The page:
The species breeds in temporary pools or other still waters, including agricultural land that is not intensively farmed (Lau et al. 2008) from March to September with a peak from May to the end of June (Liu et al. 2016). Once amplexus has begun, multiple spawings occurs in the water and last about 10 minutes (Liu et al. 2016).
Clutch size ranges between 209 and 564 eggs and have a diameter range of 0.9 - 1.0 mm. Initially, eggs are yellow. Eggs observed in captivity were free floating in water and covered in a jelly coat. Embryos have a displaced radical, holoblastic cleavage pattern, and rotate so that the animal hemisphere is on the top. The animal hemisphere is brown and vegetal hemisphere is brown. Egg development is rapid with hatching occurring after 54 hours in captive settings with water temperatures between 23 - 25°C and tadpoles completing metamorphosis on day 43, post-fertilization (Wang et al. 2017).
Trends and Threats
The species is widespread, common, and can be found in a wide range of habitats including lowland scrub forest, grasslands, pasturelands, agricultural fields and urban areas. As a result, the species has a status of “Least Concern”. However, the species is still threatened by pollution, specifically agrochemical, and habitat loss (Lau et al. 2008).
Possible reasons for amphibian decline
General habitat alteration and loss
Local pesticides, fertilizers, and pollutants
The species authority is: Boulenger, G. A. (1884). "Descriptions of new species of reptiles and batrachians in the British Museum.—Part. II." Annals and Magazine of Natural History, Series 5, 13: 396–398.
In 2005, Maximum Parsimony, Maximum Likelihood, and Neighbor-joining analyses of 629 base pairs of CytB showed a deep divergence in M. ornata with populations from South Asia being split from populations from Southeast Asia, China, Taiwan, and Japan. Populations from Southeast Asia, China, and Taiwan were thus named M. fissipes and the Japanese populations were name M. okinavensis. Further analyses on 1752 base pairs of 12 S and 16 S rRNA supported these findings and further found that M. fissipes was most closely related to M. okinavensis. The two species also formed a clade with M. heymonsi and M. pulchra and this clade is sister to a clade formed by M. ornata and M. rubra (Matsui et al. 2005). Later analyses in 2016, using Bayesian and Maximum Likelihood methods on CytB mitochondrial DNA and Rag-2 nuclear DNA, showed an additional north-south divergence in M. fissipes. Populations from China - north of the Red River, Taiwan, and Hainan Island were thus considered M. fissipes while populations in Southeast Asia - south of the Red River were renamed M. mukhlesuri. The 2016 analyses also showed that M. fissipes is sister to M. mukhlesuri and the clade forming those two species was most closely related to M. mymensinghensis. Microhyla okinavensis, M. mixtura, and M. heymonsi are equally related to the clade formed by M. fissipes, M. mukhlesuri, and M. mymensinghensis (Yuan et al. 2016).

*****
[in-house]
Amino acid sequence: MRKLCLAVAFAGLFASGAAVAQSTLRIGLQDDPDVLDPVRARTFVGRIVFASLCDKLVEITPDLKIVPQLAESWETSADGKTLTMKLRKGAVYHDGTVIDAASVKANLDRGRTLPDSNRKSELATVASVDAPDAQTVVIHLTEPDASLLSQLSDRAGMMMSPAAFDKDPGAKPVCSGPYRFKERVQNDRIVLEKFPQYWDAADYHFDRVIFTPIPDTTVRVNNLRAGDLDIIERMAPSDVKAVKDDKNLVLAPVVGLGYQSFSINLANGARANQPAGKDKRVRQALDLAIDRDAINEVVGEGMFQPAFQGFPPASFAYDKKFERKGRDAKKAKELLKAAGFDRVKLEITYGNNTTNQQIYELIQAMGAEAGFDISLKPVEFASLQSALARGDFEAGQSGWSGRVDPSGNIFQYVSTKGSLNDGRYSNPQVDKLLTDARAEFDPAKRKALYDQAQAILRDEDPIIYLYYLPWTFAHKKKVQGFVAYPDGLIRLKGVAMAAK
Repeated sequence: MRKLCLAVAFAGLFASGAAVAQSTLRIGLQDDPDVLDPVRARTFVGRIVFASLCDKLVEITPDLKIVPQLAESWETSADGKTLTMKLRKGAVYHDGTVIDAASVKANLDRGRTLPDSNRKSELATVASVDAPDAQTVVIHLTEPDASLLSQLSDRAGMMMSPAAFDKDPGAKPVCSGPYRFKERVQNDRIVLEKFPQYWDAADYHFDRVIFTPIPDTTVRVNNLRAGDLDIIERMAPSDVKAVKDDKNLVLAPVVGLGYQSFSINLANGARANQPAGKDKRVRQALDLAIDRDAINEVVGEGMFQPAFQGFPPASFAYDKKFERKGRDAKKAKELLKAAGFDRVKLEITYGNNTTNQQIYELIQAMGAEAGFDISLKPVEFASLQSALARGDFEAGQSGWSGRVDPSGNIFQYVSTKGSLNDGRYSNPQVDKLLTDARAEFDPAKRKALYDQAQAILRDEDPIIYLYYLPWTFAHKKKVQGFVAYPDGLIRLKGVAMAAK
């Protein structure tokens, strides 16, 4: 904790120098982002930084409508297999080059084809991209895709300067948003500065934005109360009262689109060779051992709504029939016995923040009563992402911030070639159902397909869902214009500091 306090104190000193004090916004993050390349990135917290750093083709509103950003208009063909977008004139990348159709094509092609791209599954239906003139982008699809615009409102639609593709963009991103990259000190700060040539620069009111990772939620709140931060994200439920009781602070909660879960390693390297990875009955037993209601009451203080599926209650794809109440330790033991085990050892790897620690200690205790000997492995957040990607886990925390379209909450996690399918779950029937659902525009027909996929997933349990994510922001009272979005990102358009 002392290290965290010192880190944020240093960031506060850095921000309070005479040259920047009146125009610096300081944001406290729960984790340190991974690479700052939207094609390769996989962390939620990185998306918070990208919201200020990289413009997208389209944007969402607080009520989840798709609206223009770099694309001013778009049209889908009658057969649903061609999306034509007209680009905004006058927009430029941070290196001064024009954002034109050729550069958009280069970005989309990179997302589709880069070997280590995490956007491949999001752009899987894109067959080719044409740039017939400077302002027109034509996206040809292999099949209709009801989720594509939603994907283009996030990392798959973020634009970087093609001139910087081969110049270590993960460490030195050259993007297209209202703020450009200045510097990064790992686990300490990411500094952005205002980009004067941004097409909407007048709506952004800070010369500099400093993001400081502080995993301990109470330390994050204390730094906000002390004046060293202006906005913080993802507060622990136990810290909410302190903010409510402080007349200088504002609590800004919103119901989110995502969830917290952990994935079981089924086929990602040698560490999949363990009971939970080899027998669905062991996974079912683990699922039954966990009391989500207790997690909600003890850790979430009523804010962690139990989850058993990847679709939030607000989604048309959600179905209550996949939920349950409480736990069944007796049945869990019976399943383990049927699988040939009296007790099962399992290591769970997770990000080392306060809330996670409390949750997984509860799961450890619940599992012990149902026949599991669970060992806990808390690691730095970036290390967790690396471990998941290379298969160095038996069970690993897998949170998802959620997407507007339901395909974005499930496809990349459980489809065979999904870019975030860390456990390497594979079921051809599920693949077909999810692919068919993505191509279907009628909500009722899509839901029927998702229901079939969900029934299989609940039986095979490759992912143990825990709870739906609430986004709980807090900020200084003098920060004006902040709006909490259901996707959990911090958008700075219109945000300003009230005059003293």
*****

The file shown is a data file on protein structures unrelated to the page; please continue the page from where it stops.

The species epithet, “fissipes” is a resurrected name first proposed by Boulenger in 1884. However in 1934, H.W. Parker synonymized M. fissipes with M. ornata based on morphology. Microhyla fissipes was resurrected after molecular analysis by Matsui et al. (2005) showed that it was indeed a different species.
Boulenger, G. A. (1884). ''Descriptions of new species of reptiles and batrachians in the British Museum. Part II.'' Annals and Magazine of Natural History, series 5, 13, 77396-77398.
Lau, M.W.N., Baorong, G., van Dijk, P.P., Iskandar, D. (2008). “Microhyla fissipes”. The IUCN Red List of Threatened Species 2008: e.T135848A4210760. http://dx.doi.org/10.2305/IUCN.UK.2008.RLTS.T135848A4210760.en. Downloaded on 02 October 2018.
Liu, L.-S., Zhao, L.-Y., Wang, S.-H., Jiang, J.-P. (2016). ''Research proceedings on amphibian model organisms.'' Zoological Research, 37(4), 237-245.
Matsui, M, Ito, H, Shimada, T, Ota, H, Saidapur, SK, Khonsue, W, Tanaka-Ueno, T, Wu, G-F (2005). ''Taxonomic relationships within the Pan-Oriental narrow-mouth toad Microhyla ornata as revealed by mtDNA analysis (Amphibia, Anura, Microhylidae).'' Zool. Sci., 22, 489-495.
Parker, H.W. (1934). A Monograph of the Frogs of the Family Microhylidae. British Museum, London.
Wang, S., Zhao, L., Liu, L., Yang, D., Khatiwada, J.R., Wang, B., Jiang, J. (2017). ''A Complete Embryonic Developmental Table of Microhyla fissipes (Amphibia, Anura, Microhylidae).'' Asian Herpetological Research, 8(2), 108-117.
Yuan, Z.-H., Suwannapoom, C., Yan, F., Poyarkov Jr., N.A., Nguyen, SN, Chen, H.-M., Chomde, S., Murphy, R.W., Che, J. (2016). ''Red River barrier and Pleistocene climatic fluctuations shaped the genetic structure of Microhyla fissipes complex (Anura: Microhylidae) in southern China and Indochina.'' Current Zoology, 62(6), 531-543.
Written by Ann T. Chang (anntchang AT berkeley.edu), UC Berkeley
First submitted 2018-10-02
Edited by Ann T. Chang (2018-10-17)
Species Account Citation: AmphibiaWeb 2018 Microhyla fissipes: Ornate Chorus Frog <http://amphibiaweb.org/species/6459> University of California, Berkeley, CA, USA. Accessed Jan 17, 2019.
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Citation: AmphibiaWeb. 2019. <http://amphibiaweb.org> University of California, Berkeley, CA, USA. Accessed 17 Jan 2019.